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Rahul's Rajya Sabha choices expose his hollow words on TV

Last updated on: January 29, 2014 10:42 IST

Rahul's Rajya Sabha choices expose his hollow words on TV

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Sheela Bhatt

By nominating Madhusudan Mistry, Digvijaya Singh, Kumari Selja as the party's Rajya Sabha candidates, and roping in Sanjay Singh, the Congress vice-president has failed to walk the talk, argues Rediff.com's Sheela Bhatt.

Rahul Gandhi’s interview to Arnab Goswami was telecast on the wrong day. Monday was a black day for the Congress party, and even so for Rahul Gandhi.

A definite political sign emerged from within the Congress that it is gearing up for disaster in Election 2014. It is also increasingly clear that Rahul Gandhi is using his power to secure his own position and his team's future when things are on the downslide.

On Monday, when many of us were looking forward to Rahul’s first television interview, the Congress party headquarters in Ahmedabad, Guwahati, Chandigarh and Bhopal were receiving Rahul Gandhi’s unpleasant dictates.

Rahul is highly insecure about the Congress old guard in New Delhi and in the states.

The distribution of tickets for the Rajya Sabha shows how Rahul wants to use the election to clear the old guard and replace them with his own choices.

There is nothing wrong in doing so, but then Rahul can’t claim the high moral ground as he did in his television interview.

Take a look at the four choices he made, which has created severe heartburn in the Congress's old guard.

Please click Next to read Sheela Bhatt's fascinating report...


Image: Congress vice-president Rahul Gandhi
Photographs: Adnan Abidi/Reuters

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Sheela Bhatt

On Monday, the Congress party's Gujarat headquarters resembled a graveyard.

Rahul has no love lost for Gujarat Congress leaders like Arjun Modhwadia, Shaktisinh Gohil, Shankersinh Vaghela and Bharat Solanki.

Ahmed Patel, Gujarat’s most powerful Congress leader for more than 20 years, was overshadowed in the last assembly election where Patel played NO role in the distribution of tickets.

By nominating Madhusudan Mistry for the Rajya Sabha, Rahul seems to have handed over the state to Narendra Modi in the Lok Sabha election.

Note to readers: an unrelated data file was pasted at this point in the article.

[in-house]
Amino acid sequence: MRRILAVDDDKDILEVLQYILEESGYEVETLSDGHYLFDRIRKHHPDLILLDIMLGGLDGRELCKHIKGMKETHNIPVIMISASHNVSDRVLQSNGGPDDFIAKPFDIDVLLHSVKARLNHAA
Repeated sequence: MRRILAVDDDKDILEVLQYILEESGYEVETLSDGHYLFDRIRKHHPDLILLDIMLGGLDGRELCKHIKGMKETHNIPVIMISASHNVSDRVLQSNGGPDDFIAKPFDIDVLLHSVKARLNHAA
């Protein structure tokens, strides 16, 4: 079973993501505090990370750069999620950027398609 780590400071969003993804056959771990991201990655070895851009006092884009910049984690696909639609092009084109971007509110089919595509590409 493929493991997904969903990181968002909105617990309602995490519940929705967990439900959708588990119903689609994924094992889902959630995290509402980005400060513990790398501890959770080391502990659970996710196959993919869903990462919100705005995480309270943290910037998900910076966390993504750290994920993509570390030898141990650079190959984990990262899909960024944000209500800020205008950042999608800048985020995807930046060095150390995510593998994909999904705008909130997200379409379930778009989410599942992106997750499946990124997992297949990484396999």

Whatever little hope existed of the Congress putting up a decent fight in the coming election, to highlight anti-incumbency against Modi, has been dashed.

It is not that Mistry is an undeserving candidate, but he should have fought, without fear of losing, from the Congress bastion of Sabarkantha where in the December 2012 assembly election the party won six out of seven assembly seats in spite of the Modi wave.

Merely to teach a lesson to the old guard and the vested interests of the state Congress party, Rahul gave a ticket to his loyalist Mistry.

Mistry is not just one of many leaders. He surveyed the mood of voters for the Congress in 543 Lok Sabha seats. He is a member of Rahul Gandhi’s core team and has on his fingertips information on how many seats the Congress is likely to lose or win.

He was entrusted the task of preparing a panel of three possible Congress candidates for each Lok Sabha seat.

How can Mistry then be allowed to escape the election himself?

Shaktisinh Gohil, who is perceived to be close to Ahmed Patel, lost out in the process.

From the Gujarat Congress point of view, Gohil would have been a better choice because he hails from Saurashtra, is a Kshatriya and is an old party warhorse.

To counter the Patel-dominated Bharatiya Janata Party, Gohil’s caste credentials would have worked better than anyone else’s.

A senior Congressman and the party’s office-bearer in Ahmedabad told Rediff.com, "Rahul was wary that Mistry could lose if the ‘Modi for PM’ slogan catches on in Gujarat, so instead of taking up the challenge, Mistry was given a safe passage out.”